Dairy cattle graze on pasture in the Waikato region of New Zealand.

A nightmare animal health scenario has hit New Zealand’s dairy industry and government officials are taking painful steps to deal with it.

Mycoplasma bovis is on the loose in the world’s biggest dairy products-exporting nation.

To halt the outbreak and hopefully eradicate the bacteria, New Zealand’s government has decided to cull at least 150,000 animals, or about 3 percent of the entire national herd, over the next two years at an estimated cost of $610 million (U.S. dollar equivalent). The earliest herds discovered have already been depopulated; 126,000 more animals will be removed, although the number could rise if more infected herds are identified.

New Zealand’s dairy sector accounts for 3.5 percent of the nation’s entire gross domestic product, so bad times in dairy affect the entire country — and this is a bad time.

First confirmed on the big-herd South Island in July 2017, the disease jumped to the premier Waikato dairy region on the North Island in mid-May this year. At last report, the number of known infected farms was 37. About 300 others were in “biosecurity lockdown” and 858 were under surveillance. Newspaper reports say high-risk animal movements have been traced to 3,000 farms.

New Zealand Agriculture Minister Damien O’Connor has called the outbreak of the untreatable mastitis disease a disaster. Prime Minister Jacinda Ardern has said, "We have one shot to eradicate".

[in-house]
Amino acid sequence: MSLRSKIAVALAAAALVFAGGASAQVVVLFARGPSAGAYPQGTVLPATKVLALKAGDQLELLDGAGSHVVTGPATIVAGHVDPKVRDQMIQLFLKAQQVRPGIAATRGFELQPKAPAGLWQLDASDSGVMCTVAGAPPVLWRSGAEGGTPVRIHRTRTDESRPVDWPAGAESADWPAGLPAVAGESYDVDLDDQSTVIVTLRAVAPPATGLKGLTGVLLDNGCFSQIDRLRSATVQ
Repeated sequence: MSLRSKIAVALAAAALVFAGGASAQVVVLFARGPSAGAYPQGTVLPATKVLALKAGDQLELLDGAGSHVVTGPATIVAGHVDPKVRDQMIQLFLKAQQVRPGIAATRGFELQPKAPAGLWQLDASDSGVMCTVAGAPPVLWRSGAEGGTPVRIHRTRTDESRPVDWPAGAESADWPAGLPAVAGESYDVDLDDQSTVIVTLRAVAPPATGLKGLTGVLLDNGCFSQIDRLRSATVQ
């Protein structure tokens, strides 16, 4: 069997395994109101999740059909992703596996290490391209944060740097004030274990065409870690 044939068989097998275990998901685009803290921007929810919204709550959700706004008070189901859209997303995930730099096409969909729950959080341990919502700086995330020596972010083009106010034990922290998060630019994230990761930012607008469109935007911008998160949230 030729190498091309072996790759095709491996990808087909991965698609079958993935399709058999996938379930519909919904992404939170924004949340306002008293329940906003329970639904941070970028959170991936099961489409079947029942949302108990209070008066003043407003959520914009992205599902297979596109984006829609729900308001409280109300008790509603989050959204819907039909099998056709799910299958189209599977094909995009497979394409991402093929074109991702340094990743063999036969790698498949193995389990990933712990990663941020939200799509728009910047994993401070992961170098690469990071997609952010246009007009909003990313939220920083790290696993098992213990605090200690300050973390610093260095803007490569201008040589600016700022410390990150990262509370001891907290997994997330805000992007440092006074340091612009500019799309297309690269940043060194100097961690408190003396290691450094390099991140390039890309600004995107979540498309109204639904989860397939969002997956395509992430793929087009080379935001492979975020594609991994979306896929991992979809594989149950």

The New Zealand Ministry for Primary Industries (MPI) said it is confident the spread of Mycoplasma bovis infection is limited to a network of farms connected by animal movements.

Imported semen, equipment, and medicines are all being considered as part of MPI's investigation into how the disease entered the country. Prior to the outbreak, New Zealand and Norway were the only countries known to be free Mycoplasma bovis, which does not infect humans and presents no food safety risk.

The Otago Daily Times has reported culling will be done of all cattle on infected properties, along with cattle on most restricted properties. All infected farms found in the future will be depopulated, after which they will be disinfected and must lie fallow for 60 days before being restocked. Officials will be allowed to enter farms and slaughter animals, even against owners’ wishes.

The effect on New Zealand’s total milk production by losing so many cattle will be significant. According to ASB Bank chief economist Nick Tuffley, it will be like that of a drought in the heavily pasture-based dairy industry.

That’s a sentiment New Zealand D.V.M. and global agribusiness consultant Mandi McLeod agrees with, although she says, “It will be a bad one.”

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(c) Hoard's Dairyman Intel 2018
June 11, 2018
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